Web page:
Thursday, September 17, 2009

Barely Coping

This broken leg thing brings way more pain, trouble and inconvenience than you might imagine.

Poor C. Peevie. When he arrived home on the Saturday of Labor Day weekend, he moved awkwardly and painfully. His temporary cast seemed bulky, but provided only a minimum of stability and protection. Even a slight bump of the pillow under his leg made him cry out.

The parents-on-call in Door County for that first night after The Break managed C. Peevie's pain medications assiduously and conservatively. HarMom checked on him frequently, timed his doses down to the millisecond, and doled out a single Vicodin every six hours. The narcotic would take the edge off for few hours, but the last two hours would bring increasing discomfort and pain.

"I think it's good for him to try to manage some of the pain without medication, don't you?" she asked. Actually, I don't. She was more concerned about the dangers of addiction than about pain. I'm the opposite, probably because I'm so pain averse myself that I request nitrous oxide at the dentist. For cleanings.

So when C. Peevie started showing signs of pain, and then more signs, and then overtly complaining, I made the executive decision to increase his dose and his frequency, to one-and-a-half VicoLalas every five hours. "Stay ahead of the pain" is my motto.

Even with the increased dose, though, we'd spend hours every day before and after each dose managing his pain and discomfort. The nights were the worst.

Instead of starting high school on September 8, C. Peevie went to the orthopedic surgeon. We were so glad he didn't need surgery, but Dr. Ortho said the swelling would not allow him to put on a permanent cast yet. He prescribed a wheelchair for safer mobility, and I spent the next two days making phone calls and researching medical equipment companies online. Once the wheelchair arrived, C. Peevie spent hours doing wheelies, crashing into furniture and walls, and getting in the way.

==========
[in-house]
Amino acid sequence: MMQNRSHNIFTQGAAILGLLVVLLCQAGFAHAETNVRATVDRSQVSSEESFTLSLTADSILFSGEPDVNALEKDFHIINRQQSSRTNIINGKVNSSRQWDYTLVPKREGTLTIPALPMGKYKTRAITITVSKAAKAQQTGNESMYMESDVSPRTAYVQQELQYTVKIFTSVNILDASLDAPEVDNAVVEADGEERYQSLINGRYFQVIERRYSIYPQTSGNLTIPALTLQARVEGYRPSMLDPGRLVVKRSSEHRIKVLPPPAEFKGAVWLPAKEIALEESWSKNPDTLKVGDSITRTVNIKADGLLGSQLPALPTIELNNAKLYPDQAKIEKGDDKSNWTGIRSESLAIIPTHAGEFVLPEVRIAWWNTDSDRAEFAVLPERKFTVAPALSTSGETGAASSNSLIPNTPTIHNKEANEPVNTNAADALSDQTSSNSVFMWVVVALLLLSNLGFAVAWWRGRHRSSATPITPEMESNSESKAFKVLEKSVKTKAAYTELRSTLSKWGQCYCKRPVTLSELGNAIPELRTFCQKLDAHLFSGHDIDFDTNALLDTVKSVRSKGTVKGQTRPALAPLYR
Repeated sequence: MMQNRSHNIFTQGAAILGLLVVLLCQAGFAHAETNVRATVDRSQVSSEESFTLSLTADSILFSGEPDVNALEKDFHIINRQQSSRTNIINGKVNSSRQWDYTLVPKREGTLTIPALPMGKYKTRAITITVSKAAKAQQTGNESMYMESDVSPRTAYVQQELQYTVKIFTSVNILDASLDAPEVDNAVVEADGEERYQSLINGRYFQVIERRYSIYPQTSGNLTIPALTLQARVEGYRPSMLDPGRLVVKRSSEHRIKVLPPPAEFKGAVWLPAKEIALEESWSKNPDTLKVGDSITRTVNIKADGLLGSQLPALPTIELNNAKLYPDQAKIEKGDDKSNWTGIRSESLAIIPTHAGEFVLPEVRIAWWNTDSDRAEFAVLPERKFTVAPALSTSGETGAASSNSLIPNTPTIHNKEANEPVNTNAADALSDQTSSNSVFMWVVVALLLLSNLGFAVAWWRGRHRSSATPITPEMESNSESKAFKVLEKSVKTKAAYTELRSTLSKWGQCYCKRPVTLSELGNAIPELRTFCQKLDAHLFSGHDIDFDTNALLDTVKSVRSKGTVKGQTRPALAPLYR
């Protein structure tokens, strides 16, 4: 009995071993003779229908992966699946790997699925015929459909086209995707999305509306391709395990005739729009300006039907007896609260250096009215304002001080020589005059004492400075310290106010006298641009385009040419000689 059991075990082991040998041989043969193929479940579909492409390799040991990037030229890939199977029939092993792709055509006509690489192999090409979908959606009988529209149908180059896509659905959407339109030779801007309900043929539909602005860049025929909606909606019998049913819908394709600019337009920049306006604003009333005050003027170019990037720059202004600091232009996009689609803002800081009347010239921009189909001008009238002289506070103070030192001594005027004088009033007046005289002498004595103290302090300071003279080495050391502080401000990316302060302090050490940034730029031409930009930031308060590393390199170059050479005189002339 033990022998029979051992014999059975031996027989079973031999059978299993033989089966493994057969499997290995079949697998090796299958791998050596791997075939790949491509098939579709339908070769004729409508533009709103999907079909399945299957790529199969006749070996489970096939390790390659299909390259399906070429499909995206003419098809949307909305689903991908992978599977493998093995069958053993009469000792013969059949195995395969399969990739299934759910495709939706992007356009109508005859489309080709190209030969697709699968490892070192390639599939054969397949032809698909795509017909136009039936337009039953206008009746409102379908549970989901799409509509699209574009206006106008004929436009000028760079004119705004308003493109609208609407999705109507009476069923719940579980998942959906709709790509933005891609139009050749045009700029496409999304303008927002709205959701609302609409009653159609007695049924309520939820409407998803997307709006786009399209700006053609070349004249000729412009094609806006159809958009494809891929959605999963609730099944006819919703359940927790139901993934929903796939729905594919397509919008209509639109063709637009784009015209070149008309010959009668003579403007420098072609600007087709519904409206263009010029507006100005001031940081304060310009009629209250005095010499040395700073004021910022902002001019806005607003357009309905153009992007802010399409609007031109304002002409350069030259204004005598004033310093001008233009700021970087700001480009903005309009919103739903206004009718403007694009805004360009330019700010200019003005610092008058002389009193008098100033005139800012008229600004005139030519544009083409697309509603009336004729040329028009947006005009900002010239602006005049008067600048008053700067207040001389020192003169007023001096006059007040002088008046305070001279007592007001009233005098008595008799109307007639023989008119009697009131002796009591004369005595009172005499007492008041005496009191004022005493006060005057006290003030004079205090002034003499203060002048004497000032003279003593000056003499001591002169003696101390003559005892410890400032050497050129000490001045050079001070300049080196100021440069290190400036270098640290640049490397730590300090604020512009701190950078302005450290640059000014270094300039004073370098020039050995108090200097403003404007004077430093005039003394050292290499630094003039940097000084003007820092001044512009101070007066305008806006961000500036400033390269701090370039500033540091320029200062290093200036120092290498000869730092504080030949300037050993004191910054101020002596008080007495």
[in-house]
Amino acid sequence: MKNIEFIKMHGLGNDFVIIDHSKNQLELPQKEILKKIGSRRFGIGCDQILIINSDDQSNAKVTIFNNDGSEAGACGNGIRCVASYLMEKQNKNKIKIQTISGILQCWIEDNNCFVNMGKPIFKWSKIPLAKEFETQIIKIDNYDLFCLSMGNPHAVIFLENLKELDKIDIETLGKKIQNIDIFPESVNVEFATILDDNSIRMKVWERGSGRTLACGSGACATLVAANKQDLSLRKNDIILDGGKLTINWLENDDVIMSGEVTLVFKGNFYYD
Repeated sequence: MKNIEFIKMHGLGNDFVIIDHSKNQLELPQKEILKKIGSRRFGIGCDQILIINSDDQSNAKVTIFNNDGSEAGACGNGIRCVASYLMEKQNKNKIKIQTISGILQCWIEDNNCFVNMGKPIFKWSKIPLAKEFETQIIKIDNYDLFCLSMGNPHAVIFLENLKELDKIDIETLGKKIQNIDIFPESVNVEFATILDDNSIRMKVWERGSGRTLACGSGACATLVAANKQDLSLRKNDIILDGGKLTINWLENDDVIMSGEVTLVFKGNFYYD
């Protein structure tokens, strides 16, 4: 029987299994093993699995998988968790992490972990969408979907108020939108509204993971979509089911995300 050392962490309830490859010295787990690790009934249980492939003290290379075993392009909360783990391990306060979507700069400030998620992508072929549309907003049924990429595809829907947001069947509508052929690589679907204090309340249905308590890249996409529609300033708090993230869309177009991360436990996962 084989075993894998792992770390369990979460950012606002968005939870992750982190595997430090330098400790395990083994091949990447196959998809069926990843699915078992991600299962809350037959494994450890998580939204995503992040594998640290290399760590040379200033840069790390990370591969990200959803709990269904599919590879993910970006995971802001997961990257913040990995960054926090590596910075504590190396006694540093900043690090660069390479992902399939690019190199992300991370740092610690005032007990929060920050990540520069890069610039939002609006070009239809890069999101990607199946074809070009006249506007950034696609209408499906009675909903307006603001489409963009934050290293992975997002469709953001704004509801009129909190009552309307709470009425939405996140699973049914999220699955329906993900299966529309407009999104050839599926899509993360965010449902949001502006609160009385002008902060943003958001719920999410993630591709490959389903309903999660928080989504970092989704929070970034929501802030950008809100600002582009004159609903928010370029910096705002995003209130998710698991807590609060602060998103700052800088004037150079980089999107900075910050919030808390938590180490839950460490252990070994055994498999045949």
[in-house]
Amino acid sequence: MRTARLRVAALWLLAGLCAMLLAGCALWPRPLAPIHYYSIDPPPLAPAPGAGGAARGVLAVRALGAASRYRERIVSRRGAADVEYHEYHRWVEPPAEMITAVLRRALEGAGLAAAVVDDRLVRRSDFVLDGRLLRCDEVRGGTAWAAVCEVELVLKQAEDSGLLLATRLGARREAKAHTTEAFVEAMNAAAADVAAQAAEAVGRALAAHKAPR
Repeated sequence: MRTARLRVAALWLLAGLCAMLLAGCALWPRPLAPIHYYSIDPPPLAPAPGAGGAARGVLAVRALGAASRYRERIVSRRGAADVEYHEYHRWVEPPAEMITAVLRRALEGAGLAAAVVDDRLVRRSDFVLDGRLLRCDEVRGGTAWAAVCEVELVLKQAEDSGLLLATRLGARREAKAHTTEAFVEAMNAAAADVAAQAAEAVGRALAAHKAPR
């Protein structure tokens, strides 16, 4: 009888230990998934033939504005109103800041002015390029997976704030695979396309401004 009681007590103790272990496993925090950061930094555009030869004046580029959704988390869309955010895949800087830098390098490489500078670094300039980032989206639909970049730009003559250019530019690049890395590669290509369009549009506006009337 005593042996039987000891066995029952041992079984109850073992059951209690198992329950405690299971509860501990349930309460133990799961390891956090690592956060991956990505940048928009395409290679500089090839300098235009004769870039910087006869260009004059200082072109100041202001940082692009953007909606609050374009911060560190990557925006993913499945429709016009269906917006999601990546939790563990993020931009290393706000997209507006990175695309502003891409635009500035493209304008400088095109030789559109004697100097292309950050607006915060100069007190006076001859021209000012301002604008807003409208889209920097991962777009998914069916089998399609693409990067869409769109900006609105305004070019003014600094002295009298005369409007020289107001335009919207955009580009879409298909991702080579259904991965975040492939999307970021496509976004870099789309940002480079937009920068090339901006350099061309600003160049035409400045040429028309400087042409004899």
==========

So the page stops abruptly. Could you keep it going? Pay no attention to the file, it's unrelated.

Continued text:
Pain levels fluctuated over the next week. By Thursday and Friday, C. Peevie was managing his pain with OTC helpers; but over the weekend, pain returned with a vengeance and he was back on the VicoDuh. Between the pain of the break, the mysterious pain in his heel and Achilles tendon, and his fidgety, can't-find-a-comfortable-position-on-the-couch vexation, the two of us were getting an intermittent total of four hours of sleep per night.

Still not able to go to school, during the day C. Peevie watched Frasier DVDs incessantly, played video games, and re-read Harry Potter for the zillionth time. Every time he needed to pee, I'd lift his leg off the mound of pillows supporting it and place it gently on the ground. I'd help him up from the couch and hover while he crutched himself to the bathroom.

"You don't need to help him so much," instructed my friend Dr. Vespa, a physical therapist. She taught him how to get up, sit down, and maneuver himself on crutches. "He can do it. His balance is better than yours or mine," she assured me. So I backed off a little, grateful for the reprieve, but still anxious that he'd topple over.